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Year : 2020  |  Volume : 68  |  Issue : 5  |  Page : 885

Commentary: Platelet-rich plasma is a useful adjunct but with caveats

Department of Vitreoretinal Services and Ocular Oncology, Sankara Eye Hospital, Bengaluru, Karnataka, India

Date of Web Publication20-Apr-2020

Correspondence Address:
Dr. P Mahesh Shanmugam
Department of Vitreoretinal Services and Ocular Oncology, Sankara Eye Hospital, Kundalahalli Gate, Varthur Road, Bengaluru - 560 037, Karnataka
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Source of Support: None, Conflict of Interest: None

DOI: 10.4103/ijo.IJO_2122_19

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How to cite this article:
Shanmugam P M. Commentary: Platelet-rich plasma is a useful adjunct but with caveats. Indian J Ophthalmol 2020;68:885

How to cite this URL:
Shanmugam P M. Commentary: Platelet-rich plasma is a useful adjunct but with caveats. Indian J Ophthalmol [serial online] 2020 [cited 2022 Sep 29];68:885. Available from: https://www.ijo.in/text.asp?2020/68/5/885/282955

In this issue of the Indian Journal of Ophthalmology, Babu et al. compare the results of closing large macular holes with platelet-rich plasma (PRP) vs the inverted internal limiting membrane flap, and they find them to be equally effective in achieving anatomical closure and visual improvement.[1]

Inverting the internal limiting membrane has been shown to be rather effective in closing large idiopathic holes and other etiology macular holes.[2],[3] One can also use other tissues to provide a scaffold for the retinal tissue to grow over and close the hole. Anterior and posterior lens capsules, free internal limiting membrane (ILM) flap, and amniotic membrane have been used for this purpose, and they have shown to be effective in achieving hole closure with modest visual results.[4],[5],[6] The amniotic membrane possibly also offers the same advantages of the PRP by providing growth factors that aid in macular hole closure. Often, these adjuncts are used to manage refractory macular holes; however, Babu et al. have used PRP in the primary surgery in surgical situations, wherein one may opt for the inverted flap technique.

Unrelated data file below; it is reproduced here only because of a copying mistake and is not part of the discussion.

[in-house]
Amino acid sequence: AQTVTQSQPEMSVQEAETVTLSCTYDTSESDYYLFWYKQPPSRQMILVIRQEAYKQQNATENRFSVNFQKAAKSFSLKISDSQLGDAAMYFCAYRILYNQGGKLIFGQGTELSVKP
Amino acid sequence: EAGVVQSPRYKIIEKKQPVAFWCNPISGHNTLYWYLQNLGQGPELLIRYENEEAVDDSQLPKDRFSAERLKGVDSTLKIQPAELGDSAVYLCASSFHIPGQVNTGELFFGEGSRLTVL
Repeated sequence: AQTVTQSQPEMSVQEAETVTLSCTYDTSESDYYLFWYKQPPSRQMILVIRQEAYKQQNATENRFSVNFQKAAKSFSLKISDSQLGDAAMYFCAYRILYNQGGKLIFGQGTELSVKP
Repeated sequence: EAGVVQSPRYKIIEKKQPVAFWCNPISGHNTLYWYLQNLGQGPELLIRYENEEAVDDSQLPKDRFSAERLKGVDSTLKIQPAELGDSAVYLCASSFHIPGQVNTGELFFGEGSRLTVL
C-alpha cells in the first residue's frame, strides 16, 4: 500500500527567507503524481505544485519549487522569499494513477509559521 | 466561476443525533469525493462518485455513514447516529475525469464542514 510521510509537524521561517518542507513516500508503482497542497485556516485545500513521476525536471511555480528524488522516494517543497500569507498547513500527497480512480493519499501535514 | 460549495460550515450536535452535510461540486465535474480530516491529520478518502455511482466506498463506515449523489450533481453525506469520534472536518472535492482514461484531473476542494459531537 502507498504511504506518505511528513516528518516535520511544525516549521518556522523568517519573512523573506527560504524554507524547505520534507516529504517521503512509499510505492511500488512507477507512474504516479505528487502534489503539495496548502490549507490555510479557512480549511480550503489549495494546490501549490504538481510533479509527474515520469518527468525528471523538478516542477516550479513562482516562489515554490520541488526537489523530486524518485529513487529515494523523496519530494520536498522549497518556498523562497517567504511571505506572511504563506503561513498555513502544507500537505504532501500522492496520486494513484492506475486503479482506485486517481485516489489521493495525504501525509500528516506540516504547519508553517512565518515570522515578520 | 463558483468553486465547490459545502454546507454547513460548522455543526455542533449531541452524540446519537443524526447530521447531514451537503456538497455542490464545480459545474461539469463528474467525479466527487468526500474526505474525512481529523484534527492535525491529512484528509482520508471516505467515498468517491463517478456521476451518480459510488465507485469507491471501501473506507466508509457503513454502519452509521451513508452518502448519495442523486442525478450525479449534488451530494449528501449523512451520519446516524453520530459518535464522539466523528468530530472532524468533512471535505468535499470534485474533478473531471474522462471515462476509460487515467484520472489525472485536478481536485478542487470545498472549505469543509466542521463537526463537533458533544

The success of the inverted ILM flap technique depends on not only dexterously peeling the ILM right up to the edge of the hole but also ensuring that one does not peel it off the retina, a feat that may be difficult at times. It is in such instances wherein one peels off the ILM inadvertently when attempting inverted flap closure, the PRP technique may come to the rescue. However, the caveat here is that the PRP is not readily available and one has to plan in advance if contemplating the use of PRP in a given patient. The difficulty in drawing a large volume of blood in a patient lying on the surgical table, the associated stress to the already apprehensive patient in the process, the need for a trained venipuncture specialist to effect this, the need for a specialized PRP kit, transportation to the laboratory, availability of a trained technician in the laboratory, along with the requisite equipment and the time spent to prepare the PRP when the patient is still on the table, limit its use as an intraoperative option. It is also underlined by the need for an in-house laboratory, making it difficult for surgical suites that may not have access to a pathological laboratory for preparation of the PRP. It is also essential to sensitize the laboratory personnel to the need for perfect asepsis and to set up a protocol to achieve this—from cleaning the venipuncture site, segregation of the PRP specimen from potentially contaminated specimen in the lab, following absolute sterility procedures, and such. As outlined by the authors in the methods, certain patient factors, such as hepatitis B virus surface antigen (HBsAg) positivity, limit the universal use of this technique vs the other adjuncts.